Technology is changing the way students learn and teachers work. Here are five skills that every teacher should have in order to be able to prepare today’s students for tomorrow
Basic computer literacy
You don’t need to be a computer geek, but you do need to be use basic programs (at the very least, Microsoft’s Word, Outlook and PowerPoint). The good news is that most computer programs share common features and icons, which means skills learnt in one program are usually transferable.
The ability to back-up
Computers are the filing cabinets of the 21st century, and most lesson plans, resources and reports are now created, shared and saved on computers. If you don’t want to lose your work, you need to know how to back-up your files.
Experience of online project work
Most teachers as students to take part in group work at some point, but how often do teachers do this type of work themselves? If you want to be able to really help your students, get involved in some projects that are run online – either in or outside of school. Your experiences will stand your students in good stead.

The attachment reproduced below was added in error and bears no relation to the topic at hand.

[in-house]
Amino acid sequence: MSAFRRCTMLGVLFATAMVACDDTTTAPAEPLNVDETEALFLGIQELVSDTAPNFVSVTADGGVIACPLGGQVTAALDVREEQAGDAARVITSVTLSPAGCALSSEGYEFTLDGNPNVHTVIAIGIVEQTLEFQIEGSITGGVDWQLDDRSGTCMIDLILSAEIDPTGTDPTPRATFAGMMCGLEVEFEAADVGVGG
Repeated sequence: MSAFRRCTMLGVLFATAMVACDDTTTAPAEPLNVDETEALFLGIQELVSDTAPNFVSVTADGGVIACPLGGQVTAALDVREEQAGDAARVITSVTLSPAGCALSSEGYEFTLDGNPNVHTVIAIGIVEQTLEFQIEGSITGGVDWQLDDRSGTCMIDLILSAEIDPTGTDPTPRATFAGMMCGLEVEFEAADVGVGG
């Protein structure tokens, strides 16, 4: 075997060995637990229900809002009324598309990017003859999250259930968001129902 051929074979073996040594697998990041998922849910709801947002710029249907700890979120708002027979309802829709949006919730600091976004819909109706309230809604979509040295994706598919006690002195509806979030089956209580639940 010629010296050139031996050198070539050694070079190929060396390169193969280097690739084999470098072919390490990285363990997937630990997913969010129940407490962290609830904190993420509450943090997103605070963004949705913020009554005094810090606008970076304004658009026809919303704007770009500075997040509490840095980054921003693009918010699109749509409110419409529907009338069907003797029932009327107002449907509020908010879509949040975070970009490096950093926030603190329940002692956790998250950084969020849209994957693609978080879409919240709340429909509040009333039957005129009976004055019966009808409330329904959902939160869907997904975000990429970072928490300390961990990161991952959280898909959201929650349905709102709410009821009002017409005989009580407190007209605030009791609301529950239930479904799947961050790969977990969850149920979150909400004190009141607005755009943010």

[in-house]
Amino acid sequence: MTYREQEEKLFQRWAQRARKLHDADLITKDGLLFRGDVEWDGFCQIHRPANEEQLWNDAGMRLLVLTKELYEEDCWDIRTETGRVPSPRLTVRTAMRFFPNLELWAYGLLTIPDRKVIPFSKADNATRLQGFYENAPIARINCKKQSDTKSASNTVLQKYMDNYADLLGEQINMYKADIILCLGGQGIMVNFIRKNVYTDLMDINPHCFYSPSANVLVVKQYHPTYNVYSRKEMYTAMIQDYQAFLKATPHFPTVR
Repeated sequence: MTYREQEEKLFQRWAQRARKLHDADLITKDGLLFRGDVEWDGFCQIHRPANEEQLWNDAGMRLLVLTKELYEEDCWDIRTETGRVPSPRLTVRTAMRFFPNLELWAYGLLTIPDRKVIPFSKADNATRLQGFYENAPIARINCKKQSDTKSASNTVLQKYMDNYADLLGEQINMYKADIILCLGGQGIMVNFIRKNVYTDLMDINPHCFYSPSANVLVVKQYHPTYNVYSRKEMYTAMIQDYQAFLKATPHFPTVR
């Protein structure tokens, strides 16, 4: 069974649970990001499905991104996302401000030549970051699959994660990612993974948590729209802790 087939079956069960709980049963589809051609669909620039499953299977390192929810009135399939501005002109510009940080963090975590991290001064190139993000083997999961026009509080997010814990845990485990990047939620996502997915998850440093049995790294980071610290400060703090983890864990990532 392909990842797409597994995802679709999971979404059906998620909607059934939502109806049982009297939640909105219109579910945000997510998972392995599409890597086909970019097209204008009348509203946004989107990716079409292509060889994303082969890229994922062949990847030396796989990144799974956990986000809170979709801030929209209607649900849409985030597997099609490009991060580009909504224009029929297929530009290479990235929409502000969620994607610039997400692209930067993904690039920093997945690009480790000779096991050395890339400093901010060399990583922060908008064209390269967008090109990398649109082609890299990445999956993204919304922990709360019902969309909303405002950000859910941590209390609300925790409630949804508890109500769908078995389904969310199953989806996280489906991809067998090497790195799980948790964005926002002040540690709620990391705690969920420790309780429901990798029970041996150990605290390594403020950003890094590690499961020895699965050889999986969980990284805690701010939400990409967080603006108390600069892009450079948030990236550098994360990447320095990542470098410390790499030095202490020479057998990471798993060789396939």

The ability to nurture creativity – and mark it
Most white collar companies want creative employees. With easy programs for word processing, film and photo editing, music creation and drawing (to name just a few) computers enable people create like they never have before, so you need to create assignments that encourage to think in new ways. At the very least, you need to be able to download and review the films, music, podcasts and 3D drawing they create.
Social networking skills
Whether you use Facebook or not isn’t important, but you need to have a basic understanding of how online networks work and the netiquette involved. Your students will be chatting online, writing blogs and sending tweets, and you need to be ready if they ask for guidance.
Posted on October 21, 2011
by Dan Elloway filed under